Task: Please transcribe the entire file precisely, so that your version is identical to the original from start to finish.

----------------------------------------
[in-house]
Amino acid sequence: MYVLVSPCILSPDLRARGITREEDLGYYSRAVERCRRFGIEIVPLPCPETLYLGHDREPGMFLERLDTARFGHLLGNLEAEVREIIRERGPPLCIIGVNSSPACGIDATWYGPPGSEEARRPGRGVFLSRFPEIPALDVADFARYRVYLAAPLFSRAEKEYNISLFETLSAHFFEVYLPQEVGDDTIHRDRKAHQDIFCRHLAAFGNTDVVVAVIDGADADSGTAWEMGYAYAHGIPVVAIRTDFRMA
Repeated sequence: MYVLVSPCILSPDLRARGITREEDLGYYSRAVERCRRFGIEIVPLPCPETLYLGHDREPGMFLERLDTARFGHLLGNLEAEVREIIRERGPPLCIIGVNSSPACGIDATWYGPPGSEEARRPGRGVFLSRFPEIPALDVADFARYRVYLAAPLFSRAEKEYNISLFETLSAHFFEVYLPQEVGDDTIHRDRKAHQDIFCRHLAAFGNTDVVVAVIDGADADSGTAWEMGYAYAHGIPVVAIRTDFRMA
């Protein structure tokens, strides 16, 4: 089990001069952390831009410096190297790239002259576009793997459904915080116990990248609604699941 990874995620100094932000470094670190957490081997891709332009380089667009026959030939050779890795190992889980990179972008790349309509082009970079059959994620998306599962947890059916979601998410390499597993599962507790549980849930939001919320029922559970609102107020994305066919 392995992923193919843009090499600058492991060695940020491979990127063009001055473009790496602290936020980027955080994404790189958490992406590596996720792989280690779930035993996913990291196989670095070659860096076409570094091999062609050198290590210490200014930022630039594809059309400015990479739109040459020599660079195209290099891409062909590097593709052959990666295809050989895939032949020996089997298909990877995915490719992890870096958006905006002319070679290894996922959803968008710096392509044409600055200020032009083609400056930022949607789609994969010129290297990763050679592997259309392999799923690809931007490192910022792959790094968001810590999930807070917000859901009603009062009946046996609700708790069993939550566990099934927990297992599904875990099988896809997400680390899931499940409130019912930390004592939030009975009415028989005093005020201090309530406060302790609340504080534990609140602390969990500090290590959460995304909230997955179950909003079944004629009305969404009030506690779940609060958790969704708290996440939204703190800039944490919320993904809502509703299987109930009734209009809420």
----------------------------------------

[in-house]
Amino acid sequence: MYVLVSPCILSPDLRARGITREEDLGYYSRAVERCRRFGIEIVPLPCPETLYLGHDREPGMFLERLDTARFGHLLGNLEAEVREIIRERGPPLCIIGVNSSPACGIDATWYGPPGSEEARRPGRGVFLSRFPEIPALDVADFARYRVYLAAPLFSRAEKEYNISLFETLSAHFFEVYLPQEVGDDTIHRDRKAHQDIFCRHLAAFGNTDVVVAVIDGADADSGTAWEMGYAYAHGIPVVAIRTDFRMA
Repeated sequence: MYVLVSPCILSPDLRARGITREEDLGYYSRAVERCRRFGIEIVPLPCPETLYLGHDREPGMFLERLDTARFGHLLGNLEAEVREIIRERGPPLCIIGVNSSPACGIDATWYGPPGSEEARRPGRGVFLSRFPEIPALDVADFARYRVYLAAPLFSRAEKEYNISLFETLSAHFFEVYLPQEVGDDTIHRDRKAHQDIFCRHLAAFGNTDVVVAVIDGADADSGTAWEMGYAYAHGIPVVAIRTDFRMA
């Protein structure tokens, strides 16, 4: 089990001069952390831009410096190297790239002259576009793997459904915080116990990248609604699941 990874995620100094932000470094670190957490081997891709332009380089667009026959030939050779890795190992889980990179972008790349309509082009970079059959994620998306599962947890059916979601998410390499597993599962507790549980849930939001919320029922559970609102107020994305066919 392995992923193919843009090499600058492991060695940020491979990127063009001055473009790496602290936020980027955080994404790189958490992406590596996720792989280690779930035993996913990291196989670095070659860096076409570094091999062609050198290590210490200014930022630039594809059309400015990479739109040459020599660079195209290099891409062909590097593709052959990666295809050989895939032949020996089997298909990877995915490719992890870096958006905006002319070679290894996922959803968008710096392509044409600055200020032009083609400056930022949607789609994969010129290297990763050679592997259309392999799923690809931007490192910022792959790094968001810590999930807070917000859901009603009062009946046996609700708790069993939550566990099934927990297992599904875990099988896809997400680390899931499940409130019912930390004592939030009975009415028989005093005020201090309530406060302790609340504080534990609140602390969990500090290590959460995304909230997955179950909003079944004629009305969404009030506690779940609060958790969704708290996440939204703190800039944490919320993904809502509703299987109930009734209009809420």